These algorithms can be implemented at different levels, such as application-level rate limiting or network-level rate limiting, depending on the specific requirements and infrastructure of the system.


There are different approaches to implementing rate limiting in a Go application, but one commonly used method is the token bucket algorithm. This algorithm allows you to define a certain number of tokens (representing requests or actions) that can be consumed over a given period of time.

package main

import (

type RateLimiter struct {
	rate       float64
	capacity   float64
	tokens     float64
	lastUpdate time.Time
	mu         sync.Mutex

func NewRateLimiter(rate float64, capacity float64) *RateLimiter {
	return &RateLimiter{
		rate:     rate,
		capacity: capacity,
		tokens:   capacity,

func (rl *RateLimiter) Allow() bool {
	defer rl.mu.Unlock()

	now := time.Now()
	elapsed := now.Sub(rl.lastUpdate).Seconds()
	rl.tokens += elapsed * rl.rate
	if rl.tokens > rl.capacity {
		rl.tokens = rl.capacity
	rl.lastUpdate = now

	if rl.tokens >= 1 {
		rl.tokens -= 1
		return true
	return false

func main() {
	limiter := NewRateLimiter(2, 5) // Allow 2 requests per second with a capacity of 5 tokens

	for i := 1; i <= 10; i++ {
		if limiter.Allow() {
			fmt.Println("Request", i, "allowed")
		} else {
			fmt.Println("Request", i, "blocked")
		time.Sleep(500 * time.Millisecond) // Simulating requests every 500 milliseconds

Here Allow() function implements the token bucket. It calculates the elapsed time since the last token update, adds new tokens based on the rate until capacity is reached. If a token is available then it decrements the token count & returns true else it returns false & request is blocked.

In the main function, we create a RateLimiter instance to allow 2 requests per second with a capacity of 5 tokens. Then, a loop simulates 10 requests, checking if each request is allowed or blocked based on the rate limiter’s decision.

Ruby Implementation

Here I will demonstrate how to incorporate a rate limiter into our Ruby on Rails API. We’ll utilize the widely-used rack-attack gem, which offers built-in features such as throttling, safelisting, blocklisting, and graphing capabilities.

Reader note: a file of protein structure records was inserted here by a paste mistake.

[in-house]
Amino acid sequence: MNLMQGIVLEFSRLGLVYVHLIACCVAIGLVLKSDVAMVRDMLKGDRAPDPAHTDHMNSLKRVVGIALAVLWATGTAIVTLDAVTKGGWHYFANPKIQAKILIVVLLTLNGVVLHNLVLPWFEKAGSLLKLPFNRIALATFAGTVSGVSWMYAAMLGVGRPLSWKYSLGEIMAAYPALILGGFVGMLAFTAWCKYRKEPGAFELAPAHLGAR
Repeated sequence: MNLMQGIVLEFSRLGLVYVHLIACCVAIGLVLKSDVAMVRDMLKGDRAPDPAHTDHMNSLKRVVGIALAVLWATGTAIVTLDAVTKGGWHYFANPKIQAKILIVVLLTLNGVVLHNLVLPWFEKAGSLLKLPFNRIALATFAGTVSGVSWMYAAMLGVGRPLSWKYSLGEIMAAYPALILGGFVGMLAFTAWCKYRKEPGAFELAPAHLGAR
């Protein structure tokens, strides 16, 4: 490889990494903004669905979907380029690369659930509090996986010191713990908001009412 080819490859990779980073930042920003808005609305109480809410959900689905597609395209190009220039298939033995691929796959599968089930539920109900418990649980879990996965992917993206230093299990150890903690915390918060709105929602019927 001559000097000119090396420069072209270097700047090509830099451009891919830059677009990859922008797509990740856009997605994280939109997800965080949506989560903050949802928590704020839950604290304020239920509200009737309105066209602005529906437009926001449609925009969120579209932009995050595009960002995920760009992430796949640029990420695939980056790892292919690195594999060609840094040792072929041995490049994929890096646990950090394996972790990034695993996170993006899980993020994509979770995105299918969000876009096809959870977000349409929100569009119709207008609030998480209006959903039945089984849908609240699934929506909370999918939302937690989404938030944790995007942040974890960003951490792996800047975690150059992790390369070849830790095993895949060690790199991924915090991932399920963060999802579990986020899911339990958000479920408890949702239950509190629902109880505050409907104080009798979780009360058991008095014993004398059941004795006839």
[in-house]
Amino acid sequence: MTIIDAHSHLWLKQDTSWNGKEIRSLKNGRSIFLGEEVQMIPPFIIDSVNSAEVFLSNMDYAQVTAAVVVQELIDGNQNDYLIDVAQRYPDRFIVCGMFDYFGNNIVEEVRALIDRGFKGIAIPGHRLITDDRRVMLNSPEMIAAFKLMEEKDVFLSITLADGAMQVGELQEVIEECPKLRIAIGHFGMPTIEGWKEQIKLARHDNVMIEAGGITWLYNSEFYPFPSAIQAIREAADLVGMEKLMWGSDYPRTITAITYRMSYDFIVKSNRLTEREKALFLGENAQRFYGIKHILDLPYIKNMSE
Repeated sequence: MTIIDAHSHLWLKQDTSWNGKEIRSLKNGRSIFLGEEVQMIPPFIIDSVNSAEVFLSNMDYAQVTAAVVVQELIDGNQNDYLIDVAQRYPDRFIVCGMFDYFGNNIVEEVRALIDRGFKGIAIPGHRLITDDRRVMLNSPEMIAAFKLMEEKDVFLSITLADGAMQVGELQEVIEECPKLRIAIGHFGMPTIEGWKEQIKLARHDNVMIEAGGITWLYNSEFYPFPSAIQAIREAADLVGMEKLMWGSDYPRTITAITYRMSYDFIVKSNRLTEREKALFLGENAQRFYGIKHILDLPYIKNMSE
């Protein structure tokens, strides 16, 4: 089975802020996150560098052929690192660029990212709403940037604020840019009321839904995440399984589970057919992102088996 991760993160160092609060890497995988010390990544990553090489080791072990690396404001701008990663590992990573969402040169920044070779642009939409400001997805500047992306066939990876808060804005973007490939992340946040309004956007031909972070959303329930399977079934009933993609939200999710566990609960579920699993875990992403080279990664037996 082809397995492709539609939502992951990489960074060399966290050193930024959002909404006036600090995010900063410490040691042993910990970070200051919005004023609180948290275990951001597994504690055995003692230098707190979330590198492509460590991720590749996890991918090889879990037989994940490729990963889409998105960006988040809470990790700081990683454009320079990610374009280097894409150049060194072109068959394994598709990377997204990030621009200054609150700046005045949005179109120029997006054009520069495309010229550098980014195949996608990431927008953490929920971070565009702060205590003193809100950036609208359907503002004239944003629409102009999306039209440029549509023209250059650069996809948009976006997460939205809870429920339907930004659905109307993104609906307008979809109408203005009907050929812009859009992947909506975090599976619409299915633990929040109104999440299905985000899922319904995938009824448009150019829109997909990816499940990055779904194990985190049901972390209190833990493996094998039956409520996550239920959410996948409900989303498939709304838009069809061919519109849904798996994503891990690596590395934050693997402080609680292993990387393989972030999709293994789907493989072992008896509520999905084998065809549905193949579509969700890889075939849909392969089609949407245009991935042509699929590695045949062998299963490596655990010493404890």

Step 1: Add the rack-attack gem to your Gemfile and run bundle install to install it.

gem 'rack-attack'

Step 2: Create a new initializer file, such as config/initializers/rack_attack.rb, and add the following configuration:

# config/initializers/rack_attack.rb
class Rack::Attack
  Rack::Attack.cache.store = ActiveSupport::Cache::MemoryStore.new

  # Throttle requests from a single IP address
  throttle('req/ip', limit: 100, period: 1.minute) do |req|

In this example, we’re throttling requests from a single IP address to 100 requests per minute. You can adjust these values according to your needs.

Step 3: Optionally, you can customize the response when the rate limit is exceeded. You can add the following method to your Rack::Attack configuration block:

# config/initializers/rack_attack.rb
class Rack::Attack
  # ...

  self.throttled_response = lambda do |env|
    # Customize the response as needed
    [429, {}, ['Rate limit exceeded.']]

In this example, a response with a status code of 429 (Too Many Requests) and a message “Rate limit exceeded.” will be returned when the rate limit is exceeded.

Step 4: Restart your Rails server for the changes to take effect.

With these steps, you’ve added a basic rate limiter to your Ruby on Rails API using the rack-attack gem.


Overall, rate limiters play a vital role in maintaining the stability, security, and fairness of systems and APIs. They help balance the trade-off between system performance and resource utilization, ensuring that the system operates within its capacity and delivers a consistent user experience.



comments powered by Disqus